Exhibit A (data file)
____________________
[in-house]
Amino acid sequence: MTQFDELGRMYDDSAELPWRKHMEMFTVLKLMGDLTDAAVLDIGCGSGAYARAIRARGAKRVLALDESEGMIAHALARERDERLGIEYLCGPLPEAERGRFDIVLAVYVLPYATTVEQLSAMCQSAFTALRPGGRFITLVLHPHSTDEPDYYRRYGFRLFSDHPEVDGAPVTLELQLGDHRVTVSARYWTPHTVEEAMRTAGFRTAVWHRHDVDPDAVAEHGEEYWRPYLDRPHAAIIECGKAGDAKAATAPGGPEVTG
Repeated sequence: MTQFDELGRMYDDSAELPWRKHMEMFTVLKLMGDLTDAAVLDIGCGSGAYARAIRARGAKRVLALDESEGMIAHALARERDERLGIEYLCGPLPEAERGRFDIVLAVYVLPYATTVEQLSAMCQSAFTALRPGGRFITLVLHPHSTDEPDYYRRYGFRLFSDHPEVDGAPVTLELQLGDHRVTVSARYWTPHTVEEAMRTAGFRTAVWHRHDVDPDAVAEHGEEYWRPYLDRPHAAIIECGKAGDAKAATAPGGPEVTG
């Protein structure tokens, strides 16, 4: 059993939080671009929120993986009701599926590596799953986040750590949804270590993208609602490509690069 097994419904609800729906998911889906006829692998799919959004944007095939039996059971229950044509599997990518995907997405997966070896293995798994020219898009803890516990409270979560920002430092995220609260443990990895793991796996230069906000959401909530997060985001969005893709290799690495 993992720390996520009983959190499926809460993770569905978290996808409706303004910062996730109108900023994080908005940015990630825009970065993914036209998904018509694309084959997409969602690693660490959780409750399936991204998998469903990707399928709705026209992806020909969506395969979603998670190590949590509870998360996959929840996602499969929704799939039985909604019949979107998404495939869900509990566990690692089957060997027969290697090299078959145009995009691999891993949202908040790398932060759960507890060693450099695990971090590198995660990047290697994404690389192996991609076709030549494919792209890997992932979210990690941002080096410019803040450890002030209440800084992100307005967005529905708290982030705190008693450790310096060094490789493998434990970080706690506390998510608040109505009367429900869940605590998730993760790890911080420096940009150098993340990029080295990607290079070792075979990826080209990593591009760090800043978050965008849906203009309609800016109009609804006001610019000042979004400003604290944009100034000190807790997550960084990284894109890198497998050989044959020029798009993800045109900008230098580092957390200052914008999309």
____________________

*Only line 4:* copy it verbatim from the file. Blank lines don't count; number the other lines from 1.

């Protein structure tokens, strides 16, 4: 059993939080671009929120993986009701599926590596799953986040750590949804270590993208609602490509690069 097994419904609800729906998911889906006829692998799919959004944007095939039996059971229950044509599997990518995907997405997966070896293995798994020219898009803890516990409270979560920002430092995220609260443990990895793991796996230069906000959401909530997060985001969005893709290799690495 993992720390996520009983959190499926809460993770569905978290996808409706303004910062996730109108900023994080908005940015990630825009970065993914036209998904018509694309084959997409969602690693660490959780409750399936991204998998469903990707399928709705026209992806020909969506395969979603998670190590949590509870998360996959929840996602499969929704799939039985909604019949979107998404495939869900509990566990690692089957060997027969290697090299078959145009995009691999891993949202908040790398932060759960507890060693450099695990971090590198995660990047290697994404690389192996991609076709030549494919792209890997992932979210990690941002080096410019803040450890002030209440800084992100307005967005529905708290982030705190008693450790310096060094490789493998434990970080706690506390998510608040109505009367429900869940605590998730993760790890911080420096940009150098993340990029080295990607290079070792075979990826080209990593591009760090800043978050965008849906203009309609800016109009609804006001610019000042979004400003604290944009100034000190807790997550960084990284894109890198497998050989044959020029798009993800045109900008230098580092957390200052914008999309």